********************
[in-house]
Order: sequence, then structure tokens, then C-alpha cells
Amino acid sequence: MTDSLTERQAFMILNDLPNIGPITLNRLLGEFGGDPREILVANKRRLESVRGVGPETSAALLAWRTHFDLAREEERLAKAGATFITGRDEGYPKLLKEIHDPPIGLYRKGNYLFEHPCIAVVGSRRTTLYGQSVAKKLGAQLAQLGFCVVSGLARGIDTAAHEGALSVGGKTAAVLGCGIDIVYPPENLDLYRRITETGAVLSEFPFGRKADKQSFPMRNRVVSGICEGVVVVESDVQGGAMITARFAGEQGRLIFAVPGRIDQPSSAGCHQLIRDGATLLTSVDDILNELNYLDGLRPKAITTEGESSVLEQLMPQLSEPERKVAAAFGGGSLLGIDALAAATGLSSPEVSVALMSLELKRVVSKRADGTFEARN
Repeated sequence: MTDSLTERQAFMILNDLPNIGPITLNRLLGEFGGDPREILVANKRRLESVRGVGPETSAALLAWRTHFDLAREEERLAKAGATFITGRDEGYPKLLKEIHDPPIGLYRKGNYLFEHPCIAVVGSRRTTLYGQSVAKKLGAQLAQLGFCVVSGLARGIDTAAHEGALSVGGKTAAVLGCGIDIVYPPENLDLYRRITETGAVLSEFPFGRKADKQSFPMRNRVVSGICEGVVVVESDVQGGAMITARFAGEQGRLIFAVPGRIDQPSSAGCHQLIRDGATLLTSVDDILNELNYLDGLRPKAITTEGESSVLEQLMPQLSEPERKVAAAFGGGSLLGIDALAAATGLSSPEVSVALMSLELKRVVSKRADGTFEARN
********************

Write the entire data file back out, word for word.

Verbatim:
[in-house]
Order: sequence, then structure tokens, then C-alpha cells
Amino acid sequence: MTDSLTERQAFMILNDLPNIGPITLNRLLGEFGGDPREILVANKRRLESVRGVGPETSAALLAWRTHFDLAREEERLAKAGATFITGRDEGYPKLLKEIHDPPIGLYRKGNYLFEHPCIAVVGSRRTTLYGQSVAKKLGAQLAQLGFCVVSGLARGIDTAAHEGALSVGGKTAAVLGCGIDIVYPPENLDLYRRITETGAVLSEFPFGRKADKQSFPMRNRVVSGICEGVVVVESDVQGGAMITARFAGEQGRLIFAVPGRIDQPSSAGCHQLIRDGATLLTSVDDILNELNYLDGLRPKAITTEGESSVLEQLMPQLSEPERKVAAAFGGGSLLGIDALAAATGLSSPEVSVALMSLELKRVVSKRADGTFEARN
Repeated sequence: MTDSLTERQAFMILNDLPNIGPITLNRLLGEFGGDPREILVANKRRLESVRGVGPETSAALLAWRTHFDLAREEERLAKAGATFITGRDEGYPKLLKEIHDPPIGLYRKGNYLFEHPCIAVVGSRRTTLYGQSVAKKLGAQLAQLGFCVVSGLARGIDTAAHEGALSVGGKTAAVLGCGIDIVYPPENLDLYRRITETGAVLSEFPFGRKADKQSFPMRNRVVSGICEGVVVVESDVQGGAMITARFAGEQGRLIFAVPGRIDQPSSAGCHQLIRDGATLLTSVDDILNELNYLDGLRPKAITTEGESSVLEQLMPQLSEPERKVAAAFGGGSLLGIDALAAATGLSSPEVSVALMSLELKRVVSKRADGTFEARN